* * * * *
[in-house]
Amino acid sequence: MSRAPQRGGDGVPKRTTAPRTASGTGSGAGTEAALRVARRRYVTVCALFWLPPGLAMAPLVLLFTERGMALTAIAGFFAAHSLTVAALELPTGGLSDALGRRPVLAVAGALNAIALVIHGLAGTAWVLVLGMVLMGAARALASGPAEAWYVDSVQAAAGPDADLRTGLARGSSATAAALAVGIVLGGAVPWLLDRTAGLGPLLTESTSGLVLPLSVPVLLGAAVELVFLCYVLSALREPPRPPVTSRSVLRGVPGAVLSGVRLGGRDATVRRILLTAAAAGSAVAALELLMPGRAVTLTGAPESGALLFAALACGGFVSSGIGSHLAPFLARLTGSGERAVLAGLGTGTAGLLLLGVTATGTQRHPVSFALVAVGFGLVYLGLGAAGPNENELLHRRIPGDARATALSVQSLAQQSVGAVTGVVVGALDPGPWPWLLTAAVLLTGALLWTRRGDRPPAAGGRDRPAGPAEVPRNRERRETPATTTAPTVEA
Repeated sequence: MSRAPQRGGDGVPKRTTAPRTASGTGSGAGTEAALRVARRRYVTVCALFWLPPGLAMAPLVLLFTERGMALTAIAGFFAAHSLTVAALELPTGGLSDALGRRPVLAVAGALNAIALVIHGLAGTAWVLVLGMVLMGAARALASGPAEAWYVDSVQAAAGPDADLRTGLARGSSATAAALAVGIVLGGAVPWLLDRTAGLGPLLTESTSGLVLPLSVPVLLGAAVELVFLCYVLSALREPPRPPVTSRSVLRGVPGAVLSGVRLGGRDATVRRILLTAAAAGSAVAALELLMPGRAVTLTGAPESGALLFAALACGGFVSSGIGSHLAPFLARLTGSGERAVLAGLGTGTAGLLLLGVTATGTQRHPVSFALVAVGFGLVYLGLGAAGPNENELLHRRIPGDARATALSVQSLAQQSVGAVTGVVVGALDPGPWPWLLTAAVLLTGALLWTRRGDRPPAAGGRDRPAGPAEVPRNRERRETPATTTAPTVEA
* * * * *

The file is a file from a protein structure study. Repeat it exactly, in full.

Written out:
[in-house]
Amino acid sequence: MSRAPQRGGDGVPKRTTAPRTASGTGSGAGTEAALRVARRRYVTVCALFWLPPGLAMAPLVLLFTERGMALTAIAGFFAAHSLTVAALELPTGGLSDALGRRPVLAVAGALNAIALVIHGLAGTAWVLVLGMVLMGAARALASGPAEAWYVDSVQAAAGPDADLRTGLARGSSATAAALAVGIVLGGAVPWLLDRTAGLGPLLTESTSGLVLPLSVPVLLGAAVELVFLCYVLSALREPPRPPVTSRSVLRGVPGAVLSGVRLGGRDATVRRILLTAAAAGSAVAALELLMPGRAVTLTGAPESGALLFAALACGGFVSSGIGSHLAPFLARLTGSGERAVLAGLGTGTAGLLLLGVTATGTQRHPVSFALVAVGFGLVYLGLGAAGPNENELLHRRIPGDARATALSVQSLAQQSVGAVTGVVVGALDPGPWPWLLTAAVLLTGALLWTRRGDRPPAAGGRDRPAGPAEVPRNRERRETPATTTAPTVEA
Repeated sequence: MSRAPQRGGDGVPKRTTAPRTASGTGSGAGTEAALRVARRRYVTVCALFWLPPGLAMAPLVLLFTERGMALTAIAGFFAAHSLTVAALELPTGGLSDALGRRPVLAVAGALNAIALVIHGLAGTAWVLVLGMVLMGAARALASGPAEAWYVDSVQAAAGPDADLRTGLARGSSATAAALAVGIVLGGAVPWLLDRTAGLGPLLTESTSGLVLPLSVPVLLGAAVELVFLCYVLSALREPPRPPVTSRSVLRGVPGAVLSGVRLGGRDATVRRILLTAAAAGSAVAALELLMPGRAVTLTGAPESGALLFAALACGGFVSSGIGSHLAPFLARLTGSGERAVLAGLGTGTAGLLLLGVTATGTQRHPVSFALVAVGFGLVYLGLGAAGPNENELLHRRIPGDARATALSVQSLAQQSVGAVTGVVVGALDPGPWPWLLTAAVLLTGALLWTRRGDRPPAAGGRDRPAGPAEVPRNRERRETPATTTAPTVEA